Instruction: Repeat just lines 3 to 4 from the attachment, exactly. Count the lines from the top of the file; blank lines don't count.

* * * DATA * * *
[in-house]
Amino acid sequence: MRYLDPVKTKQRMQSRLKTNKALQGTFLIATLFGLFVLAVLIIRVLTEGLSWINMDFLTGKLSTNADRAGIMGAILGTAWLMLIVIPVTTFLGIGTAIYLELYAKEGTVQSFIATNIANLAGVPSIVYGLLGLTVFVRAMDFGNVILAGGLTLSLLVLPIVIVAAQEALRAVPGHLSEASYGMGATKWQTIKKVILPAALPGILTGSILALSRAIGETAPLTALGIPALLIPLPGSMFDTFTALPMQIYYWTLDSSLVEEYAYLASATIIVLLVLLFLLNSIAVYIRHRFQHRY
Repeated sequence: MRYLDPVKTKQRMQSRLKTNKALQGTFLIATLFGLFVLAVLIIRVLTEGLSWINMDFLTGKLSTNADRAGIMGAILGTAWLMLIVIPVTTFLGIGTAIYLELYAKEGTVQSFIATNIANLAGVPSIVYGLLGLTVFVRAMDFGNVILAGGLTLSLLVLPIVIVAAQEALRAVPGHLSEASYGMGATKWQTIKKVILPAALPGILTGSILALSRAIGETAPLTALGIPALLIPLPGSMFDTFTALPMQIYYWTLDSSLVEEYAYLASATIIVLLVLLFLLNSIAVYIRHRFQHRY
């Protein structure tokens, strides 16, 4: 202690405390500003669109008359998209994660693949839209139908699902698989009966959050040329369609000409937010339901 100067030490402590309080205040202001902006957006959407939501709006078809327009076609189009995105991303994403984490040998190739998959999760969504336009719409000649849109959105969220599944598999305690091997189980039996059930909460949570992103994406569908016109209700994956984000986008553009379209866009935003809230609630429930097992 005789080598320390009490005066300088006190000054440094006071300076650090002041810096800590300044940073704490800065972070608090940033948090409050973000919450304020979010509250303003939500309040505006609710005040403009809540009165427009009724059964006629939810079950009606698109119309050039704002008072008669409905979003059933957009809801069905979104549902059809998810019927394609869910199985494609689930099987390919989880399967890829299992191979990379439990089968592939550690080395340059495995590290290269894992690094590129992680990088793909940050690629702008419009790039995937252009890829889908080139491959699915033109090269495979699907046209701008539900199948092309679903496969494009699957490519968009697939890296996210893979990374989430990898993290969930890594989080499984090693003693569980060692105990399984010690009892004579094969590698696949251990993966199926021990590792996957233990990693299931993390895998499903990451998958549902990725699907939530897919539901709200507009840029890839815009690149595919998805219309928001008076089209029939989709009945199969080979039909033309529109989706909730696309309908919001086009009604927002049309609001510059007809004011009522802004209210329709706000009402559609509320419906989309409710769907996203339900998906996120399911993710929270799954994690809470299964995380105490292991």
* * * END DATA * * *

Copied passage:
Repeated sequence: MRYLDPVKTKQRMQSRLKTNKALQGTFLIATLFGLFVLAVLIIRVLTEGLSWINMDFLTGKLSTNADRAGIMGAILGTAWLMLIVIPVTTFLGIGTAIYLELYAKEGTVQSFIATNIANLAGVPSIVYGLLGLTVFVRAMDFGNVILAGGLTLSLLVLPIVIVAAQEALRAVPGHLSEASYGMGATKWQTIKKVILPAALPGILTGSILALSRAIGETAPLTALGIPALLIPLPGSMFDTFTALPMQIYYWTLDSSLVEEYAYLASATIIVLLVLLFLLNSIAVYIRHRFQHRY
């Protein structure tokens, strides 16, 4: 202690405390500003669109008359998209994660693949839209139908699902698989009966959050040329369609000409937010339901 100067030490402590309080205040202001902006957006959407939501709006078809327009076609189009995105991303994403984490040998190739998959999760969504336009719409000649849109959105969220599944598999305690091997189980039996059930909460949570992103994406569908016109209700994956984000986008553009379209866009935003809230609630429930097992 005789080598320390009490005066300088006190000054440094006071300076650090002041810096800590300044940073704490800065972070608090940033948090409050973000919450304020979010509250303003939500309040505006609710005040403009809540009165427009009724059964006629939810079950009606698109119309050039704002008072008669409905979003059933957009809801069905979104549902059809998810019927394609869910199985494609689930099987390919989880399967890829299992191979990379439990089968592939550690080395340059495995590290290269894992690094590129992680990088793909940050690629702008419009790039995937252009890829889908080139491959699915033109090269495979699907046209701008539900199948092309679903496969494009699957490519968009697939890296996210893979990374989430990898993290969930890594989080499984090693003693569980060692105990399984010690009892004579094969590698696949251990993966199926021990590792996957233990990693299931993390895998499903990451998958549902990725699907939530897919539901709200507009840029890839815009690149595919998805219309928001008076089209029939989709009945199969080979039909033309529109989706909730696309309908919001086009009604927002049309609001510059007809004011009522802004209210329709706000009402559609509320419906989309409710769907996203339900998906996120399911993710929270799954994690809470299964995380105490292991």